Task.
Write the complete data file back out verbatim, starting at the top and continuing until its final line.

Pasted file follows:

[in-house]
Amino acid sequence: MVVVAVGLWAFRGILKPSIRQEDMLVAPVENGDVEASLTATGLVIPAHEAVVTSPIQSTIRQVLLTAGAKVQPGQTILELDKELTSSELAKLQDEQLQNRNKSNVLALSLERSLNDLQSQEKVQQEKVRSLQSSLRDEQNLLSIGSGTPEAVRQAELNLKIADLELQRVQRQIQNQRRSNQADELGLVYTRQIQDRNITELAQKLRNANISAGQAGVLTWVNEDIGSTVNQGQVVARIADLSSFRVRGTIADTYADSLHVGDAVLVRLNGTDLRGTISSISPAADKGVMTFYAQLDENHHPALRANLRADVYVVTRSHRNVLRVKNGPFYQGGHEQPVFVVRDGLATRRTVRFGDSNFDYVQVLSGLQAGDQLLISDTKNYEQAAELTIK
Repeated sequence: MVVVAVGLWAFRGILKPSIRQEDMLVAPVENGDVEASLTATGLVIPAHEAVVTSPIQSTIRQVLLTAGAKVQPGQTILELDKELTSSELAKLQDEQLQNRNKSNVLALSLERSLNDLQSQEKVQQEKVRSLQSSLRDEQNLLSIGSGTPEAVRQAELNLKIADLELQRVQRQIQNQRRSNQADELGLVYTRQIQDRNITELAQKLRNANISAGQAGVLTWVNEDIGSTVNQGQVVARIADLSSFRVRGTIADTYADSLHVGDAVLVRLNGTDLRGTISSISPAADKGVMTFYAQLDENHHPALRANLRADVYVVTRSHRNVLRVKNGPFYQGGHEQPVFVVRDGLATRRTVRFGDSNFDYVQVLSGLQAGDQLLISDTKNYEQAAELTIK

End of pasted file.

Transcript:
[in-house]
Amino acid sequence: MVVVAVGLWAFRGILKPSIRQEDMLVAPVENGDVEASLTATGLVIPAHEAVVTSPIQSTIRQVLLTAGAKVQPGQTILELDKELTSSELAKLQDEQLQNRNKSNVLALSLERSLNDLQSQEKVQQEKVRSLQSSLRDEQNLLSIGSGTPEAVRQAELNLKIADLELQRVQRQIQNQRRSNQADELGLVYTRQIQDRNITELAQKLRNANISAGQAGVLTWVNEDIGSTVNQGQVVARIADLSSFRVRGTIADTYADSLHVGDAVLVRLNGTDLRGTISSISPAADKGVMTFYAQLDENHHPALRANLRADVYVVTRSHRNVLRVKNGPFYQGGHEQPVFVVRDGLATRRTVRFGDSNFDYVQVLSGLQAGDQLLISDTKNYEQAAELTIK
Repeated sequence: MVVVAVGLWAFRGILKPSIRQEDMLVAPVENGDVEASLTATGLVIPAHEAVVTSPIQSTIRQVLLTAGAKVQPGQTILELDKELTSSELAKLQDEQLQNRNKSNVLALSLERSLNDLQSQEKVQQEKVRSLQSSLRDEQNLLSIGSGTPEAVRQAELNLKIADLELQRVQRQIQNQRRSNQADELGLVYTRQIQDRNITELAQKLRNANISAGQAGVLTWVNEDIGSTVNQGQVVARIADLSSFRVRGTIADTYADSLHVGDAVLVRLNGTDLRGTISSISPAADKGVMTFYAQLDENHHPALRANLRADVYVVTRSHRNVLRVKNGPFYQGGHEQPVFVVRDGLATRRTVRFGDSNFDYVQVLSGLQAGDQLLISDTKNYEQAAELTIK